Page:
"The restless millions wait the light,

whose dawning maketh all things new.

Christ also waits,

but men are slow and few.

Have you [we] done all you [we] could?

Have I? Have you?"

Or "Have we done all we could? Have I? Have you?" And I wrote that [laughs] in my Bible. And that was really the beginning of God's call to China. And....

ERICKSEN: did you picture China at that point?

ADENEY: Well, I suppose I had a very inadequate picture of China. But I...I just pictured it as a [chuckles] a place where there were vast numbers of people who'd never heard of...of Jesus Christ. Now, I had not...not until I got to Cambridge did I get any Chinese friends [chuckles]. So, I think that I had very little knowledge of what China was like except in the...the pictures that come through reading Hudson Taylor and...and so on. So, I saw it as a...a very needy land and a kind of a pioneer field.

ERICKSEN: I'd like to go back for just a minute. We were talking about your family. I'm curious to know, as you look at your father and your mother, and they both seem to be very different kinds of people. What did you in...sort of inherit from the two of them? Who were you more like? That sort of thing.

ADENEY: Well, I think probably [laughs] I...actually I think I received [much] from both of them. From my father I probably inherited his great sense of duty. I think that one of''s both a strong point and a weak point. I'm sure that in current terminology I would have...I would be described as a person who has been driven, [laughs] in a sense with a...a constant vision of a work do, which I must accomplish, and a sense of duty and responsibility do that. And that...that pictured [in that way I was like] my father. He was very much that way. I certainly received from him an example of conscientiousness, of devotion, discipline, [and] devotion to Christ. I wish I'd followed that more. But he...he taught me from the earliest days about having a...a quiet time in the morning. And that has been one of the greatest things I have inherited: the importance of the first hour of the day being spent with the Lord, and my father's example, and that was a...was a...was a blessing to me. Now, I didn't see so much of my father because he was away. There was a disagreement between him and my mother, and he felt that he must continue in Romania; my mother felt she should stay at home with the children for our education. And this meant that he was out of the country for [pauses] eight...eight or nine months...nine months a year. So that this was not an ideal situation. But, my father was always very, very kind. We had good...when he was at home we had good talks together, and.... So I...I...I certainly inherited that from him. I wish I had inherited his orderliness, because he was a very tidy, careful person in detail, and kept everything in perfect order, which I did not inherit, and.... My mother, on the other hand, was a...a very, very outgoing person. And [pauses] she was always...liked to try something new. She was adventurous, and [pauses] I think I inherited from her an ability to communicate with people and reach out to people. I was not at all athletic. I didn't get that, and.... And I was not really much of a I did not enjoy institutional life. And probably it wasn't until I left school [clears throat] that I really began much more of an outgoing type of [pauses]...of ministry to others. But...but my father and mother certainly gave me a great deal. My mother's generosity. She was extremely generous. And [pauses] she used to be the house mother the Swiss camps that we went to in the wintertime.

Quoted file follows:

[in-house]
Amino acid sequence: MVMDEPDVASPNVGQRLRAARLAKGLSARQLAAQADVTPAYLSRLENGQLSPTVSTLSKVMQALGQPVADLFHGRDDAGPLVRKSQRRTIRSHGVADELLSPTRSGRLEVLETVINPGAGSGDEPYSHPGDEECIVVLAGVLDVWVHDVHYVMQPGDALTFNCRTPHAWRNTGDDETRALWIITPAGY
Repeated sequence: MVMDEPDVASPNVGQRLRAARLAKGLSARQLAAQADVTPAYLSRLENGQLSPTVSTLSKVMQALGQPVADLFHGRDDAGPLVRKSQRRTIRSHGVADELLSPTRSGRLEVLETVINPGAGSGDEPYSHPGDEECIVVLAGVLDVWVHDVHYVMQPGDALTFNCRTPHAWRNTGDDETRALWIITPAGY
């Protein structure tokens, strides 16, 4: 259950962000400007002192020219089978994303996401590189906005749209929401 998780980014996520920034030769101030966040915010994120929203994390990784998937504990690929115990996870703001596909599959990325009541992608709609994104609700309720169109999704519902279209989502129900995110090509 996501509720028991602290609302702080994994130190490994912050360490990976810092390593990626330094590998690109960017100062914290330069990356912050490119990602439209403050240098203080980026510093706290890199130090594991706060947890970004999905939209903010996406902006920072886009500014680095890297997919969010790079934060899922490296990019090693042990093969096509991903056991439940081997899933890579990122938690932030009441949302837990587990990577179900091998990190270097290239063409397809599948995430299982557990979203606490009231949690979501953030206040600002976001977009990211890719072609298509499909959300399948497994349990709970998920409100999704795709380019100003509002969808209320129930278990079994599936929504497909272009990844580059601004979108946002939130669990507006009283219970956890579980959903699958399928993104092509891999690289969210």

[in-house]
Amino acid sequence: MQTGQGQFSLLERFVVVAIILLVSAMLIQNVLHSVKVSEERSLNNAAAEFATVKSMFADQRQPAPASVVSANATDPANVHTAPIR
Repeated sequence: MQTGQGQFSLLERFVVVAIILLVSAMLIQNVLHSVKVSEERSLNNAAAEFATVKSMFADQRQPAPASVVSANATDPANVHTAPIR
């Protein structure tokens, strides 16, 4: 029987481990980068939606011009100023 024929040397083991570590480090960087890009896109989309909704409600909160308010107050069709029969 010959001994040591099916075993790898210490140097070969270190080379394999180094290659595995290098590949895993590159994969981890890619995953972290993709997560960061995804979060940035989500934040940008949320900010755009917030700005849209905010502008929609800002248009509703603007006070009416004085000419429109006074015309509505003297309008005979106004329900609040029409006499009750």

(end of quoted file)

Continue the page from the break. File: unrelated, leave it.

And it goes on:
ERICKSEN: You talk one of of your books about...or maybe it was Dick Hillis's book where he wrote about you...about the Missionary Training Colony? Where did that fit into your high school years?